National Grid recently announced that it has signed deals with Tata Steel, Flexitricity and 429 other companies, agreeing to pay them to use less power at peak times.
The company, which runs Britain’s supply network said the agreement would give it the “tools it needs to balance the power of the grid”
Peak time is defined as between 16:00 and 20:00 on weekdays from November through to February.
Fears have been raised of power shortages due to unexpected plant shut-downs, as a result of these new agreements.
National Grid has so far contracted 319 mega watts of what it has dubbed “Demand Side Balancing Reserve” at 431 sites in the United Kingdom. As and when needed, plants will reduce their demand on the grid, or switch to their own generators. In return, they will receive compensation from the National Grid.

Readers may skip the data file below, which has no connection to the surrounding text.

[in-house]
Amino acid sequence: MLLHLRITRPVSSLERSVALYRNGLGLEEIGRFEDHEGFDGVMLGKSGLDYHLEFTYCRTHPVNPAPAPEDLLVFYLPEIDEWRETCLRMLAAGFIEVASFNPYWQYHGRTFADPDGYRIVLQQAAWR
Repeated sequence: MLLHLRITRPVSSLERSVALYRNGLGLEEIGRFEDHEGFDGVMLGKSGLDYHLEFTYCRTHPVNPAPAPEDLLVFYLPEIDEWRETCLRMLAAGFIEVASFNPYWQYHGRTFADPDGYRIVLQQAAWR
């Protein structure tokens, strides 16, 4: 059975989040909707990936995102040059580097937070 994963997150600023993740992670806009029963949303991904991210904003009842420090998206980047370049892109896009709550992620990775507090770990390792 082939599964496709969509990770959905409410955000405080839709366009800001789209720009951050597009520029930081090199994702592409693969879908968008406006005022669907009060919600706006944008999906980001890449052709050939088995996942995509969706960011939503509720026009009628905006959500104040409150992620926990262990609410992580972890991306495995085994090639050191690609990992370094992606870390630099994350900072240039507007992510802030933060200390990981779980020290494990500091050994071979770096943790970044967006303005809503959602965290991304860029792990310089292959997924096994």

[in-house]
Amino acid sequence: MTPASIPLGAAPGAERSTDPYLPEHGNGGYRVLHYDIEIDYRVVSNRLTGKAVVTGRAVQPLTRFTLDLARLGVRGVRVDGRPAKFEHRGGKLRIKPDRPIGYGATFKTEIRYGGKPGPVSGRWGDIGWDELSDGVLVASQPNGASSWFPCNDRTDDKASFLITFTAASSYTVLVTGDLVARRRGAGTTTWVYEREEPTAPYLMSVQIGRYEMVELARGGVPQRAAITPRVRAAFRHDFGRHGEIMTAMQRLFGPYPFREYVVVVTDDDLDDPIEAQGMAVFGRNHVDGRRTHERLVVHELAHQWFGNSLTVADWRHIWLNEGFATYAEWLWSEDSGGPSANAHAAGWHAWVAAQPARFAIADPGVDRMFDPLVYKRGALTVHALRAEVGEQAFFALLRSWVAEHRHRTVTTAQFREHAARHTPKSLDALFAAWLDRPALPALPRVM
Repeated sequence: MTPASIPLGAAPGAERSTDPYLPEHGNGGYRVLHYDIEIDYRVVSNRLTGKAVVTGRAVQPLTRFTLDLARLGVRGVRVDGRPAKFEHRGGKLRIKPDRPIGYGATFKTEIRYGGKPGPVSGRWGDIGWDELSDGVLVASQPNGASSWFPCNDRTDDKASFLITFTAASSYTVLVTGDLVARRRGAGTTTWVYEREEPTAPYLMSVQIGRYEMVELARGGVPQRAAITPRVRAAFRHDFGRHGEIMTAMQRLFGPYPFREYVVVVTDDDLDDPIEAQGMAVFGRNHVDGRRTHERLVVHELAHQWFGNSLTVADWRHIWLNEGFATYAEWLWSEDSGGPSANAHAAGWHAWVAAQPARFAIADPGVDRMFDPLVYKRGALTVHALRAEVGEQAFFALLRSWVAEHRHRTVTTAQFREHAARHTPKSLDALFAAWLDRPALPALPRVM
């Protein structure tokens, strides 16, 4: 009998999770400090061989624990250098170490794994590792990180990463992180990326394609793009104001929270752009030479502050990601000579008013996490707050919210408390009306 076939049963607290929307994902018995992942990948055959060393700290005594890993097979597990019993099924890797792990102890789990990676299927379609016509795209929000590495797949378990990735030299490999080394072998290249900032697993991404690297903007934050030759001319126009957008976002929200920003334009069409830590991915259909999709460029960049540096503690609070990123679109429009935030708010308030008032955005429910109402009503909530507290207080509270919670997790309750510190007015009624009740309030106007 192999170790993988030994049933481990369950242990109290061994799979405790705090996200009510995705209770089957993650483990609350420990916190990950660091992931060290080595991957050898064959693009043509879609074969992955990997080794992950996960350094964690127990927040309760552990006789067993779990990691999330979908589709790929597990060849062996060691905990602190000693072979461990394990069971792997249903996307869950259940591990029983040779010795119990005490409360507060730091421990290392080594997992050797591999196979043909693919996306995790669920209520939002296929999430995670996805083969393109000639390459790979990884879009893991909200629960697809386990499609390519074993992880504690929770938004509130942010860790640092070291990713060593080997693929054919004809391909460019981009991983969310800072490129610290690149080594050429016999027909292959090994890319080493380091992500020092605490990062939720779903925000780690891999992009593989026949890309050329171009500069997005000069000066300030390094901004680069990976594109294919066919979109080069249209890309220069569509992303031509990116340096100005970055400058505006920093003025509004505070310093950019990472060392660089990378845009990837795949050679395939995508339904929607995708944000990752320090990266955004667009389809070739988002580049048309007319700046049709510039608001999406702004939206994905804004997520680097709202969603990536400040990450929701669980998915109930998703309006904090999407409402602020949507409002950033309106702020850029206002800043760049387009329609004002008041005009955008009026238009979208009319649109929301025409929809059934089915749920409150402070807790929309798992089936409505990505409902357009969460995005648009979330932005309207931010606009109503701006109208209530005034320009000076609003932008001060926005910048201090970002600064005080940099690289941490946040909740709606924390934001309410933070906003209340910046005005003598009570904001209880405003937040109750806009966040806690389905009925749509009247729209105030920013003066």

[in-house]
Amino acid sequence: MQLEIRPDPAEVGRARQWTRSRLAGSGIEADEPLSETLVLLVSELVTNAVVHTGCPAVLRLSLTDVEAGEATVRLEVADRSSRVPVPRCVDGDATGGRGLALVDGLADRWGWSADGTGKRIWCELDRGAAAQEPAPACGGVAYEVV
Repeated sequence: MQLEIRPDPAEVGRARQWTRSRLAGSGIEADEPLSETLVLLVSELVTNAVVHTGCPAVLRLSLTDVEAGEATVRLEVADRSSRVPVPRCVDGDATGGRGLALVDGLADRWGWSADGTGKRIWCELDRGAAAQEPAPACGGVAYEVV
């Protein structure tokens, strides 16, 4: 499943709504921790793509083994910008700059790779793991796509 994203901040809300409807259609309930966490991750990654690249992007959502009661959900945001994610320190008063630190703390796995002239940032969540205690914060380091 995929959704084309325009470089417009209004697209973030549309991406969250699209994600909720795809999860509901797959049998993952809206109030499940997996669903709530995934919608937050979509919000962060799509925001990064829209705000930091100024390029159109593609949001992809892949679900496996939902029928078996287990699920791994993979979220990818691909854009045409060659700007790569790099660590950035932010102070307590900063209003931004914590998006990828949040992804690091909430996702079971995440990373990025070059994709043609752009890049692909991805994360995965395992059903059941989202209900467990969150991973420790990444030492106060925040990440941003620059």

Last month, National Grid said it would be expediting emergency plan asking providers how much additional electricity they could supply in the event of a shortfall, following a recent string of unforeseen problems at various power plants.
A few months ago, National Grid stated that the emergency plan would not be needed this year. That prediction has since changed, following fires at E.On’s Ironbridge and SEE’s Ferrybridge power plants, and provisionary checks at EDF’s Heysham and Hartlepool nuclear plants, following a serious of problems.
The UK is facing a real reduction in the domestically produced power, due to an ageing population of power plants that are slowly shutting down, and the speed, or lack thereof, of new ones starting up.